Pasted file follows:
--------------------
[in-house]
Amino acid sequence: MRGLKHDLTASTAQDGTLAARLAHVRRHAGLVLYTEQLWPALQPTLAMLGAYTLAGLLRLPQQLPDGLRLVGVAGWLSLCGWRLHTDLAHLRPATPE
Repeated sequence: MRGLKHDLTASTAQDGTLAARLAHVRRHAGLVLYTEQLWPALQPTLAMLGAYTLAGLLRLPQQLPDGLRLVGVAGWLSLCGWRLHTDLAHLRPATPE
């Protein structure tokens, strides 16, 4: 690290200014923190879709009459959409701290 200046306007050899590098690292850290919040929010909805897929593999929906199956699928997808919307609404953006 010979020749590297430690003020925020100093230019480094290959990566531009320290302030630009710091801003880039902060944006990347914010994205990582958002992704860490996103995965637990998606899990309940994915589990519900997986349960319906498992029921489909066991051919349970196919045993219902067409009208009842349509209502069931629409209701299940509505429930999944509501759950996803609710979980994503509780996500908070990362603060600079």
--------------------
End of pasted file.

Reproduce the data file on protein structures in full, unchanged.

[in-house]
Amino acid sequence: MRGLKHDLTASTAQDGTLAARLAHVRRHAGLVLYTEQLWPALQPTLAMLGAYTLAGLLRLPQQLPDGLRLVGVAGWLSLCGWRLHTDLAHLRPATPE
Repeated sequence: MRGLKHDLTASTAQDGTLAARLAHVRRHAGLVLYTEQLWPALQPTLAMLGAYTLAGLLRLPQQLPDGLRLVGVAGWLSLCGWRLHTDLAHLRPATPE
């Protein structure tokens, strides 16, 4: 690290200014923190879709009459959409701290 200046306007050899590098690292850290919040929010909805897929593999929906199956699928997808919307609404953006 010979020749590297430690003020925020100093230019480094290959990566531009320290302030630009710091801003880039902060944006990347914010994205990582958002992704860490996103995965637990998606899990309940994915589990519900997986349960319906498992029921489909066991051919349970196919045993219902067409009208009842349509209502069931629409209701299940509505429930999944509501759950996803609710979980994503509780996500908070990362603060600079």